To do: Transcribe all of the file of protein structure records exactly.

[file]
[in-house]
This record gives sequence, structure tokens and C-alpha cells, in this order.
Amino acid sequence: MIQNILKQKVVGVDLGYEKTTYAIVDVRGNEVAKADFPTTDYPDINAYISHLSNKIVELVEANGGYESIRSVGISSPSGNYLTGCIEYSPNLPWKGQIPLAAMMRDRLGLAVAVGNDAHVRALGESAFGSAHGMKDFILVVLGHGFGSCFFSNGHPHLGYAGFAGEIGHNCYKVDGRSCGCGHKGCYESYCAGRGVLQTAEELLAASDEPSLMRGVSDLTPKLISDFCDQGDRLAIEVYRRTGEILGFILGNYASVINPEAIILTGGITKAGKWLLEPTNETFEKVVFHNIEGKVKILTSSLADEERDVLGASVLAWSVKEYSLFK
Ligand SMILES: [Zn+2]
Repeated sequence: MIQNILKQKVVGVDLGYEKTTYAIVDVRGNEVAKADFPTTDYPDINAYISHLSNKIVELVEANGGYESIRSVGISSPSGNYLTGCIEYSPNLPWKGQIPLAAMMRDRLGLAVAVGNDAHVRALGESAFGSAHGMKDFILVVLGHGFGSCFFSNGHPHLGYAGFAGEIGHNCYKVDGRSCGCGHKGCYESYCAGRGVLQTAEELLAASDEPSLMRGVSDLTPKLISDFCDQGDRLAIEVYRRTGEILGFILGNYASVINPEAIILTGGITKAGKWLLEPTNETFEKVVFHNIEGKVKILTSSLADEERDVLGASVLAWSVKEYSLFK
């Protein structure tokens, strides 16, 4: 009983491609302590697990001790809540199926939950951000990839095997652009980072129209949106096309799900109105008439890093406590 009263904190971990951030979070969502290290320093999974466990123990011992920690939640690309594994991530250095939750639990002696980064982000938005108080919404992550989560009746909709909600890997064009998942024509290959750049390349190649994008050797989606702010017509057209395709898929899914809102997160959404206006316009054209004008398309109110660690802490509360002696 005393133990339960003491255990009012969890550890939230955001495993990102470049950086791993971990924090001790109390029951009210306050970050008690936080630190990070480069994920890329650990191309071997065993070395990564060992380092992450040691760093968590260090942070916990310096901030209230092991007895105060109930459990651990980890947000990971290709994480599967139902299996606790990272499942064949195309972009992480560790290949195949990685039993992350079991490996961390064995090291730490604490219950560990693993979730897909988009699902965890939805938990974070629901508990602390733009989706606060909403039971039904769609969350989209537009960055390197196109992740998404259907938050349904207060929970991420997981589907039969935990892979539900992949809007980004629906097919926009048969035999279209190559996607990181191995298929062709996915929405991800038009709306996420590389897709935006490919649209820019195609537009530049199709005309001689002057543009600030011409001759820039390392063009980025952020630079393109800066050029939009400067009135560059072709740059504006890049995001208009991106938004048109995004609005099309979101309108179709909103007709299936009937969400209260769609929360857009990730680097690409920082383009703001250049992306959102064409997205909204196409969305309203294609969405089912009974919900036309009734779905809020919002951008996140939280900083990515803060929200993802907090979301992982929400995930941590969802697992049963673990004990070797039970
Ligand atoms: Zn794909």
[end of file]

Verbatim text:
[in-house]
This record gives sequence, structure tokens and C-alpha cells, in this order.
Amino acid sequence: MIQNILKQKVVGVDLGYEKTTYAIVDVRGNEVAKADFPTTDYPDINAYISHLSNKIVELVEANGGYESIRSVGISSPSGNYLTGCIEYSPNLPWKGQIPLAAMMRDRLGLAVAVGNDAHVRALGESAFGSAHGMKDFILVVLGHGFGSCFFSNGHPHLGYAGFAGEIGHNCYKVDGRSCGCGHKGCYESYCAGRGVLQTAEELLAASDEPSLMRGVSDLTPKLISDFCDQGDRLAIEVYRRTGEILGFILGNYASVINPEAIILTGGITKAGKWLLEPTNETFEKVVFHNIEGKVKILTSSLADEERDVLGASVLAWSVKEYSLFK
Ligand SMILES: [Zn+2]
Repeated sequence: MIQNILKQKVVGVDLGYEKTTYAIVDVRGNEVAKADFPTTDYPDINAYISHLSNKIVELVEANGGYESIRSVGISSPSGNYLTGCIEYSPNLPWKGQIPLAAMMRDRLGLAVAVGNDAHVRALGESAFGSAHGMKDFILVVLGHGFGSCFFSNGHPHLGYAGFAGEIGHNCYKVDGRSCGCGHKGCYESYCAGRGVLQTAEELLAASDEPSLMRGVSDLTPKLISDFCDQGDRLAIEVYRRTGEILGFILGNYASVINPEAIILTGGITKAGKWLLEPTNETFEKVVFHNIEGKVKILTSSLADEERDVLGASVLAWSVKEYSLFK
């Protein structure tokens, strides 16, 4: 009983491609302590697990001790809540199926939950951000990839095997652009980072129209949106096309799900109105008439890093406590 009263904190971990951030979070969502290290320093999974466990123990011992920690939640690309594994991530250095939750639990002696980064982000938005108080919404992550989560009746909709909600890997064009998942024509290959750049390349190649994008050797989606702010017509057209395709898929899914809102997160959404206006316009054209004008398309109110660690802490509360002696 005393133990339960003491255990009012969890550890939230955001495993990102470049950086791993971990924090001790109390029951009210306050970050008690936080630190990070480069994920890329650990191309071997065993070395990564060992380092992450040691760093968590260090942070916990310096901030209230092991007895105060109930459990651990980890947000990971290709994480599967139902299996606790990272499942064949195309972009992480560790290949195949990685039993992350079991490996961390064995090291730490604490219950560990693993979730897909988009699902965890939805938990974070629901508990602390733009989706606060909403039971039904769609969350989209537009960055390197196109992740998404259907938050349904207060929970991420997981589907039969935990892979539900992949809007980004629906097919926009048969035999279209190559996607990181191995298929062709996915929405991800038009709306996420590389897709935006490919649209820019195609537009530049199709005309001689002057543009600030011409001759820039390392063009980025952020630079393109800066050029939009400067009135560059072709740059504006890049995001208009991106938004048109995004609005099309979101309108179709909103007709299936009937969400209260769609929360857009990730680097690409920082383009703001250049992306959102064409997205909204196409969305309203294609969405089912009974919900036309009734779905809020919002951008996140939280900083990515803060929200993802907090979301992982929400995930941590969802697992049963673990004990070797039970
Ligand atoms: Zn794909």